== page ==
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More passengers dying on the roads than last year, report

The number of passengers who have died in road accidents this year is higher than those reported in 2016, a new report shows.

An updated report by the National Transport and Safety Authority (NTSA) shows a total of 286 deaths between January and May 16, 2017, compared to 256 deaths during the same period last year.

The 11.7 per cent increase comes at a time when the agency has seemingly been forced to go back to the drawing board, after a Court of Appeal ruling which termed the use of a breathalyser as being inconsistent with the Traffic Act.

The agency vowed to file a suit to challenge the ruling.

The report further shows that most road crashes occur between 5.30 pm and 8.30 pm. This could be attributed to the high vehicle traffic at this time of the night.

Most accidents were recorded on Friday, Saturday and Sunday with 17 per cent, 16 per cent and 16 per cent respectively, highlighting days most Kenyans travel to weekend destinations and back.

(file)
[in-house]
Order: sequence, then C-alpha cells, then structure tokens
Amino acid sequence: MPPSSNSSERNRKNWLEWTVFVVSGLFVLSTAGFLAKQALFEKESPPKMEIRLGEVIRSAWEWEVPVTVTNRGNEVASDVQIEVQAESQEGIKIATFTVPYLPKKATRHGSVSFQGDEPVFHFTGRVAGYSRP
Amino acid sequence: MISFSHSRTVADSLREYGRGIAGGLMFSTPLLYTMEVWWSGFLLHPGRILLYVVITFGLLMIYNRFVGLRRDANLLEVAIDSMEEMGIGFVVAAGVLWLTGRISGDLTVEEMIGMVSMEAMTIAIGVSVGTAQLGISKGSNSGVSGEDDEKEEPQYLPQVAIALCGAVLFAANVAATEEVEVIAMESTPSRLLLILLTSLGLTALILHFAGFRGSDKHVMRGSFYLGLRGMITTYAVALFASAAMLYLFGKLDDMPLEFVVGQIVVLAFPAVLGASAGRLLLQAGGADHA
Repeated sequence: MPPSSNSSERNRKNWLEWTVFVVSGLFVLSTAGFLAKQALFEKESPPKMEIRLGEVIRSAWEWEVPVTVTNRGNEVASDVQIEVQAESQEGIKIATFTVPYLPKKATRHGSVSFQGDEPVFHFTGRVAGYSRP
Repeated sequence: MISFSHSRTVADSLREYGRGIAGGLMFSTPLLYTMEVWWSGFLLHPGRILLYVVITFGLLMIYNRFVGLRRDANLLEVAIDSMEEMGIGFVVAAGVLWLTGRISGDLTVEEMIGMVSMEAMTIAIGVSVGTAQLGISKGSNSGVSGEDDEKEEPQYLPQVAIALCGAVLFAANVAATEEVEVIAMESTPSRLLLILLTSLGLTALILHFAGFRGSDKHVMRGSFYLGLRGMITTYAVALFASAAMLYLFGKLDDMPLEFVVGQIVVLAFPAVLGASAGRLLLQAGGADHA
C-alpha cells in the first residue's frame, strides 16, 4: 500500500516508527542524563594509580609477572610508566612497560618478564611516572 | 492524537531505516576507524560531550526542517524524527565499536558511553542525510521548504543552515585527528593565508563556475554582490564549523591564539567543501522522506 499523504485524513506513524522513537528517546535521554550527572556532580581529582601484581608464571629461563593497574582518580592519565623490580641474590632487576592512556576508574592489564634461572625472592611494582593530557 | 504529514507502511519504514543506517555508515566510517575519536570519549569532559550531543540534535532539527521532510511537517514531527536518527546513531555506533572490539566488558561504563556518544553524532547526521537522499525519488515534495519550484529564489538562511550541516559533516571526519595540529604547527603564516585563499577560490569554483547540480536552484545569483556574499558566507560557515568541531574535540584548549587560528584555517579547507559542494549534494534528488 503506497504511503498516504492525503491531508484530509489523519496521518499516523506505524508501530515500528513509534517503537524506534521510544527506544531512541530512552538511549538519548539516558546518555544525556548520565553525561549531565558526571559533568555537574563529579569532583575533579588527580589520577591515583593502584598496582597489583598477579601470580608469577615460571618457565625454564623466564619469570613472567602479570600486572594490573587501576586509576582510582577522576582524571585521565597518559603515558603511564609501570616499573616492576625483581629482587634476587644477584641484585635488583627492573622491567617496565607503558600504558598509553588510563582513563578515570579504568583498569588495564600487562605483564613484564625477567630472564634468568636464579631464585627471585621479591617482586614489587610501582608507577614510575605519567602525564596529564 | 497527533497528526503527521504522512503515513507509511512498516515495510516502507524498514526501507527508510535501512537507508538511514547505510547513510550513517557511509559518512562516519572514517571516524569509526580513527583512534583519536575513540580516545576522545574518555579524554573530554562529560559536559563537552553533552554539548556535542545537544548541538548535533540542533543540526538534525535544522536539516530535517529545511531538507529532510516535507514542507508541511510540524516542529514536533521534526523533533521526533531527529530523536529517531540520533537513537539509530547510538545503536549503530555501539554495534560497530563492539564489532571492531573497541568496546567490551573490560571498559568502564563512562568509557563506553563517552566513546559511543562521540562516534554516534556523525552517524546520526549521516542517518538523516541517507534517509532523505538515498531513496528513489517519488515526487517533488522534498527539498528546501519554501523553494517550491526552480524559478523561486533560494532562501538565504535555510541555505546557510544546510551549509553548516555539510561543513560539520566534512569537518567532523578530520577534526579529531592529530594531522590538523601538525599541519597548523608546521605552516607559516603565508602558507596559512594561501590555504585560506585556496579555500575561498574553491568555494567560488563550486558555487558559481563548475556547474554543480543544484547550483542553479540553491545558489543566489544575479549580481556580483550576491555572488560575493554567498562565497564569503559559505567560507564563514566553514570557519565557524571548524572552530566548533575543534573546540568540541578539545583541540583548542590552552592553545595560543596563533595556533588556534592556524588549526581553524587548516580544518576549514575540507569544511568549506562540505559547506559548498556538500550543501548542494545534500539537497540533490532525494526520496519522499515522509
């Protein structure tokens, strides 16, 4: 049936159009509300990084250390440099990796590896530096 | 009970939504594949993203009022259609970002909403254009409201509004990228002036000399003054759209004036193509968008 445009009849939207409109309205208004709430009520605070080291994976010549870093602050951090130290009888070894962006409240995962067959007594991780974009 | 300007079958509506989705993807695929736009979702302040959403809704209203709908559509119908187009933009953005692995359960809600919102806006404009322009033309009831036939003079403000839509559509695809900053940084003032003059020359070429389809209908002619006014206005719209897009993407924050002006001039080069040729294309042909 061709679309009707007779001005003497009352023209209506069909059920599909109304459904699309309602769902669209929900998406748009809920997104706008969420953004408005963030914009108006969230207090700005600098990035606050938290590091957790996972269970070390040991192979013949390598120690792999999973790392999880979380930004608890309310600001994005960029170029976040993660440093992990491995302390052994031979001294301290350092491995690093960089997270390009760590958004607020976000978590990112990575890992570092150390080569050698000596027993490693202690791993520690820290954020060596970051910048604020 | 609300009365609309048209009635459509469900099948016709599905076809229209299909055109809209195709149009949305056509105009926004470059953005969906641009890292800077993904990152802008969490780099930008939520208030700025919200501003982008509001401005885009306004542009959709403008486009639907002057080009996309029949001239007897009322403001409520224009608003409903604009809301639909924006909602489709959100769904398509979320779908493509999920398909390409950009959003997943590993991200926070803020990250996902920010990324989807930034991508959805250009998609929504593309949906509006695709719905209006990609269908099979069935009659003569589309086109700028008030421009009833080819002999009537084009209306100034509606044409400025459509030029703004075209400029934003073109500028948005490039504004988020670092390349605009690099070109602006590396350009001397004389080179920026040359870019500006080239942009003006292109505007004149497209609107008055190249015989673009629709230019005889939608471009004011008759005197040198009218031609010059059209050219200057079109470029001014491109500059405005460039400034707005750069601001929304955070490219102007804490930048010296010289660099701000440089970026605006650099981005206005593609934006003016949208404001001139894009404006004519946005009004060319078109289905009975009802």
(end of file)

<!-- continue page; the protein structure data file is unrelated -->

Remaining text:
Monday and Thursday saw the least road crashes at 12 per cent, the Nakuru NTSA regional manager Aden Miller said at a road safety awareness event at Midlands Hotel in Nakuru. The event was organised by Toyota Kenya.

SPEEDING

Human error contributes to more than 80 per cent of road crashes with 20 per cent shared by, among others, the mechanical condition of the vehicle and road condition, according to the report.

Key human factors include excessive speed, driving under the influence of alcohol or drugs and reckless driving.

Two weeks ago, an accident at Mbaruk on the Nairobi-Nakuru highway, which killed 18 people, was attributed to reckless driving and excessive speed.

According to the report, persons aged between 25 and 34 record the highest number of fatalities in comparison with persons aged 75 to 90.

The 25 to 34 age group consists of people who mostly own private cars and tend to travel a lot. Privately owned vehicles contribute the most to road accidents at 28 per cent compared to public service and commercial vehicles at 22 per cent each.

The least contributor is government owned vehicles at 1 per cent.

Nairobi County leads the pack with the highest number of road deaths followed closely by Nakuru, Kiambu and Machakos counties. Wajir and Tharaka-Nithi counties contribute the least number of fatalities, the report says.